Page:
FDA OKs New Cancer Pain Drug

Fentora Treats Severe, Brief Pain Flare-Ups in Cancer Patients

Medically Reviewed by Louise Chang, MD on September 27, 2006
From the WebMD Archives

Sept. 27, 2006 -- The FDA has approved Fentora, a new prescription drug, to treat severe, brief pain flare-ups ("breakthrough pain") in cancer patients who are already taking opioids for underlying, persistent cancer pain.

Fentora contains fentanyl, an opioid. The FDA approved Fentora on Sept. 25.

Cephalon, the drug company that makes Fentora, expects Fentora to be available in the U.S. starting in the first week of October, according to a Cephalon news release.

The drug comes in tablets, but those tablets aren't swallowed. Instead, they're placed in the mouth, between the upper cheek and gum, above a rear molar tooth.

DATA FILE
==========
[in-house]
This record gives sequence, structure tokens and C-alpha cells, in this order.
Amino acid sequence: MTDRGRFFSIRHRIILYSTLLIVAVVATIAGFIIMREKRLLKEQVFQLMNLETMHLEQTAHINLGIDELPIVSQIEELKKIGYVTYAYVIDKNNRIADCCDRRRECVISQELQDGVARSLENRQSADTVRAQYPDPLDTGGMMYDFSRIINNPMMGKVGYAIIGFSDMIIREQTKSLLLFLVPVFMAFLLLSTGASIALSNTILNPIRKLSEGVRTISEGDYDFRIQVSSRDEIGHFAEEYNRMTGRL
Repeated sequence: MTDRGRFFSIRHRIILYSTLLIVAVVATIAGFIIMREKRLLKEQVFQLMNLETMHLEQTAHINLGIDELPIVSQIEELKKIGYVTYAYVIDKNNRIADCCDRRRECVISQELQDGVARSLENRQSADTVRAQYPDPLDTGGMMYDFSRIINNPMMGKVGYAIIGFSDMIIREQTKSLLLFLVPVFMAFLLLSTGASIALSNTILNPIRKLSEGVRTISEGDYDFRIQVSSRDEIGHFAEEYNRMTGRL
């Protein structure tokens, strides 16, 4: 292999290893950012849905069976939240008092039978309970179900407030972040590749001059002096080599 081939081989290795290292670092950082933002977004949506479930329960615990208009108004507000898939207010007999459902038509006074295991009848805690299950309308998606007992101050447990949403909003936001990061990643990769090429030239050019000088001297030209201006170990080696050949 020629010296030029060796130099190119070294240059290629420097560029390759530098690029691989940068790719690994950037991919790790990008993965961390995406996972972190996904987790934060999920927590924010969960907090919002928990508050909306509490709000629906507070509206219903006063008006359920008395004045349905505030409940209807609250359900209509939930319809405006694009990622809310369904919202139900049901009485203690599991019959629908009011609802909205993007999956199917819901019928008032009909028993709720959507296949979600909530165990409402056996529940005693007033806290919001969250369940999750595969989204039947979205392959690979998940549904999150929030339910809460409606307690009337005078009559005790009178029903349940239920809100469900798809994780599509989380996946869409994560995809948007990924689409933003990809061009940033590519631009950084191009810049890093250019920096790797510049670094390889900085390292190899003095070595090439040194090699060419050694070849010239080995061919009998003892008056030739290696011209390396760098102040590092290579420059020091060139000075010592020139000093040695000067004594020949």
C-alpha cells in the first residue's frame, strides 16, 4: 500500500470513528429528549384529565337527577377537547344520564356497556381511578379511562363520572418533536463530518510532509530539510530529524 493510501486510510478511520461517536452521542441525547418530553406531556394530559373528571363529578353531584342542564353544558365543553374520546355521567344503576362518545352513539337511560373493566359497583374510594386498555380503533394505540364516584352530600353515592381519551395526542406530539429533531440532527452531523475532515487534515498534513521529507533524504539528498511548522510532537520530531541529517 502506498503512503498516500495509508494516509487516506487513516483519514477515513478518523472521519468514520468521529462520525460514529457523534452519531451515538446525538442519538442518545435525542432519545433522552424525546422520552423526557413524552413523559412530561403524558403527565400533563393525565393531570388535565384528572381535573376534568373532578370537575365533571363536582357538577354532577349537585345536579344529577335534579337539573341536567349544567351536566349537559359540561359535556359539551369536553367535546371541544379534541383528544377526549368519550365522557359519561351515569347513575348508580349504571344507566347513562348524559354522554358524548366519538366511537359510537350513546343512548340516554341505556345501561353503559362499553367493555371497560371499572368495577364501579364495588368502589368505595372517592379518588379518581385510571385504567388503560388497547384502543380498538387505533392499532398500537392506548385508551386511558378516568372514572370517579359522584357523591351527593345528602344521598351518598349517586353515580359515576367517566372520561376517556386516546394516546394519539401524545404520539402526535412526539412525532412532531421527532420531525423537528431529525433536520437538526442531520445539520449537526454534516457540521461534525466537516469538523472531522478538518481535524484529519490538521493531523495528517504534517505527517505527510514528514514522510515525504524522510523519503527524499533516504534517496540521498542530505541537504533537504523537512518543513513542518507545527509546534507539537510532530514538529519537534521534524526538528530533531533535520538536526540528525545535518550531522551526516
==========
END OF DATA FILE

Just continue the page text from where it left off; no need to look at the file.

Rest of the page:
Saliva helps the tablets dissolve and quickly pass into the body. The medicine enters the bloodstream faster than if the pills were swallowed and sent through the digestive system, according to Cepahlon.

Fentora is the first pain medicine in seven years to be approved for the management of breakthrough pain in cancer patients. It's also the first tablet of its kind, says Cephalon.

Other pain medications can take 30 minutes-45 minutes to take effect, but some patients in Fentora's clinical trials had pain relief within 15 minutes, according to Cephalon.

Fentora was "generally well tolerated" in clinical trials, states Cephalon.

Fentora's most common side effects in clinical trials were nausea, vomiting, abnormalities at the application site, fatigue, anemia, dizziness, constipation, swelling, weakness, dehydration, and headache.

Most side effects were mild to moderate in severity and were typical of opioid drugs, according to Cephalon.

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SOURCES: News release, FDA. News release, Cephalon. WebMD Medical Reference in collaboration with The Cleveland Clinic: "Pain Management: Cancer Pain."

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